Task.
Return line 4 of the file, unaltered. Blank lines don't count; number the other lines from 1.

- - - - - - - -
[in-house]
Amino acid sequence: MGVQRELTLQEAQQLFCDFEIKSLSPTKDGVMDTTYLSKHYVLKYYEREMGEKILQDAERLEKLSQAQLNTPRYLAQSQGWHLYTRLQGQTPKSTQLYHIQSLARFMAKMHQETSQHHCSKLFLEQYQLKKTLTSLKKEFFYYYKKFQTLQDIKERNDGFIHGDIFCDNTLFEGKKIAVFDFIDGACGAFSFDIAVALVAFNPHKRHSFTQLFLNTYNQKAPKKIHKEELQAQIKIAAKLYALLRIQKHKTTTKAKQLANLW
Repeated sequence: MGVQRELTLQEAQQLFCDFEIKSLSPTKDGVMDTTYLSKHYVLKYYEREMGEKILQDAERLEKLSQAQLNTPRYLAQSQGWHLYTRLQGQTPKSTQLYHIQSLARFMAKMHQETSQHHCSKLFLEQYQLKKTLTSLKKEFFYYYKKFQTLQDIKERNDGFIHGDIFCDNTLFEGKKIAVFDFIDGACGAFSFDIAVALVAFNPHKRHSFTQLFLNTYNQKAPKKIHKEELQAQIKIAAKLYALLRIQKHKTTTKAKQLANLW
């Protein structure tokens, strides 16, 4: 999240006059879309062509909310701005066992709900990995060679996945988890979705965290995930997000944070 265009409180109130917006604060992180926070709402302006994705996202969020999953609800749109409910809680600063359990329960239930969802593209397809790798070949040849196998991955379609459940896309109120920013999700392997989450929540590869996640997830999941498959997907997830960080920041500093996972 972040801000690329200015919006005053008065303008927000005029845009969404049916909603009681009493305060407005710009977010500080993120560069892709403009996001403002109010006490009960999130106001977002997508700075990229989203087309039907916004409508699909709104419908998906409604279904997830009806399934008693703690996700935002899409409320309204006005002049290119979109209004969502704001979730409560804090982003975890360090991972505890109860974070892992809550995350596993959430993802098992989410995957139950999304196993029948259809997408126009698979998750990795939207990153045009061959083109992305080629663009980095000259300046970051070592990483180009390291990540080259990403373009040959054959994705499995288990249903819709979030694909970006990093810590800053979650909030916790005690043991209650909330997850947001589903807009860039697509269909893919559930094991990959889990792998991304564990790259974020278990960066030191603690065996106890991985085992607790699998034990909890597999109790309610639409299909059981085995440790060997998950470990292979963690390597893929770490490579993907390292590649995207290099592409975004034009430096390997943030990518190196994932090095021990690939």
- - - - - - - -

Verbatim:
């Protein structure tokens, strides 16, 4: 999240006059879309062509909310701005066992709900990995060679996945988890979705965290995930997000944070 265009409180109130917006604060992180926070709402302006994705996202969020999953609800749109409910809680600063359990329960239930969802593209397809790798070949040849196998991955379609459940896309109120920013999700392997989450929540590869996640997830999941498959997907997830960080920041500093996972 972040801000690329200015919006005053008065303008927000005029845009969404049916909603009681009493305060407005710009977010500080993120560069892709403009996001403002109010006490009960999130106001977002997508700075990229989203087309039907916004409508699909709104419908998906409604279904997830009806399934008693703690996700935002899409409320309204006005002049290119979109209004969502704001979730409560804090982003975890360090991972505890109860974070892992809550995350596993959430993802098992989410995957139950999304196993029948259809997408126009698979998750990795939207990153045009061959083109992305080629663009980095000259300046970051070592990483180009390291990540080259990403373009040959054959994705499995288990249903819709979030694909970006990093810590800053979650909030916790005690043991209650909330997850947001589903807009860039697509269909893919559930094991990959889990792998991304564990790259974020278990960066030191603690065996106890991985085992607790699998034990909890597999109790309610639409299909059981085995440790060997998950470990292979963690390597893929770490490579993907390292590649995207290099592409975004034009430096390997943030990518190196994932090095021990690939």